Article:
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This review is taken from PN Review 168, Volume 32 Number 4, March - April 2006.

STRAY DOG EMILY DICKINSON, The Single Hound, first edition, edited with a preface by Martha Dickinson Bianchi (Hesperus Press) £7.99

The posthumous publication of a poet's work can become a minefield for those involved, as the recent furores over the new collected editions of Robert Lowell and Philip Larkin show. In the case of Emily Dickinson, whose handwritten manuscripts contain 1789 poems, many in multiply revised versions, an editor's task appears still more daunting. Only a few of the poems were published in her lifetime (having been heavily 'corrected' by editors), and Dickinson herself never compiled a definitive collection of her work, simply grouping some of her poems into small booklets she dubbed 'fascicles'. After her death in 1886, Dickinson's relatives published selections of her poetry, again edited to eliminate the oddities intrinsic to her style - her inspired use of dashes and punctuation, her unique capitalisations and line breaks.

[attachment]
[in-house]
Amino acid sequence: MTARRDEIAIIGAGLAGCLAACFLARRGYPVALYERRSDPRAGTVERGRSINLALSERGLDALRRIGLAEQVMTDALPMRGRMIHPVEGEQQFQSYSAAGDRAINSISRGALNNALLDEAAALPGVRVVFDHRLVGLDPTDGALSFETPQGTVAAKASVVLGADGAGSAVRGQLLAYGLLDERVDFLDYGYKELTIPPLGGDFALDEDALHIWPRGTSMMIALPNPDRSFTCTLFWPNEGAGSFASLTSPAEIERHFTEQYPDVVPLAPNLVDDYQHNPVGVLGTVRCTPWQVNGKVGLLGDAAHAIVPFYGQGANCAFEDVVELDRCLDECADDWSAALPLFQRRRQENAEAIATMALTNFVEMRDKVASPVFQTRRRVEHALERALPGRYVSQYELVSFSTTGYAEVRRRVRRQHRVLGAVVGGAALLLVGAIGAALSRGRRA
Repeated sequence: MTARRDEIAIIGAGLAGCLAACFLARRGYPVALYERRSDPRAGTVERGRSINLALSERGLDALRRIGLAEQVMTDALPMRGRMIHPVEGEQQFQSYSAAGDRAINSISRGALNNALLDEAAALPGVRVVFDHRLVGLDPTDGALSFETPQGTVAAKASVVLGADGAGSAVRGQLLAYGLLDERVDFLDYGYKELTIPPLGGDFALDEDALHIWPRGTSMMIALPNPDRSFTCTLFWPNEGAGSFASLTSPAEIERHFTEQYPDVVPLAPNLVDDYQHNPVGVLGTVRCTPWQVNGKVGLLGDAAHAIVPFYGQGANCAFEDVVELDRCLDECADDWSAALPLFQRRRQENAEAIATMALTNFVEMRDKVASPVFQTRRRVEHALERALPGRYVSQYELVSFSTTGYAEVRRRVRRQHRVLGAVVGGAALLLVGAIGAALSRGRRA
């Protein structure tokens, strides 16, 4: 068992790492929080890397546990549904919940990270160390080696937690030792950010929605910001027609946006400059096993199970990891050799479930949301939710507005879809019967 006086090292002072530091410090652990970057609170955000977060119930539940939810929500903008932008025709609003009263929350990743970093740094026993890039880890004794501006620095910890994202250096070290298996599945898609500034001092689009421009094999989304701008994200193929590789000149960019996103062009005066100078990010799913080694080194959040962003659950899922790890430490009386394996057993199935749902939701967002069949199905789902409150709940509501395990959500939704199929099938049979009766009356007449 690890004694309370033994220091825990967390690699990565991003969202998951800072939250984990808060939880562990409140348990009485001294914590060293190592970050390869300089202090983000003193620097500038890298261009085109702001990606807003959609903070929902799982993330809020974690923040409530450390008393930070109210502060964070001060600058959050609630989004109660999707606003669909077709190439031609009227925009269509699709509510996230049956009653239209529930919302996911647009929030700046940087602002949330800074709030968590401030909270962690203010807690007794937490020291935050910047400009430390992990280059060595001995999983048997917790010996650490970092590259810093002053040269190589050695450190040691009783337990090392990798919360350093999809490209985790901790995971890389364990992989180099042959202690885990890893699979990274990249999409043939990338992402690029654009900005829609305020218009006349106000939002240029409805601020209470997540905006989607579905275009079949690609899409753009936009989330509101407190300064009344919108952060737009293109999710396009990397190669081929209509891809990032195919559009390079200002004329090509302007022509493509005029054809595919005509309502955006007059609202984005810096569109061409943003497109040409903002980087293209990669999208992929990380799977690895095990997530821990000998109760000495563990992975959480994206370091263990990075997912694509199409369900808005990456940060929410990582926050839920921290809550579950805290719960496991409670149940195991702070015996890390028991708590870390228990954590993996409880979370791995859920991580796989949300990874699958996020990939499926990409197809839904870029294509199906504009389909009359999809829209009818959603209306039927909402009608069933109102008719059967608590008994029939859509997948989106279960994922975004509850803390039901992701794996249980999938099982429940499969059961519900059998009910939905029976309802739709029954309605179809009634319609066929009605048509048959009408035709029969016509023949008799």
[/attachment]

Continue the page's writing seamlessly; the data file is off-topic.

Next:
These corrupt versions continued to appear until, in 1955, the Belknap Press published a three-volume edition of the complete poems, edited by Thomas H. Johnson. Working from the original manuscripts, Johnson produced the first accurate transcription of the poems and all their variants, arranged in chronological order (as far as could be determined). His one-volume 'reading edition', which presented a single version of each poem, became the standard edition of Dickinson's work (and the basis for Faber's current Complete Poems). More recently, Johnson has been superseded by R.W. Franklin, whose new variorum edition (Belknap, 1998) rectifies previous errors and incorporates fourteen additional poems. Franklin's 2005 'reading edition', available as an import, now stands as ...

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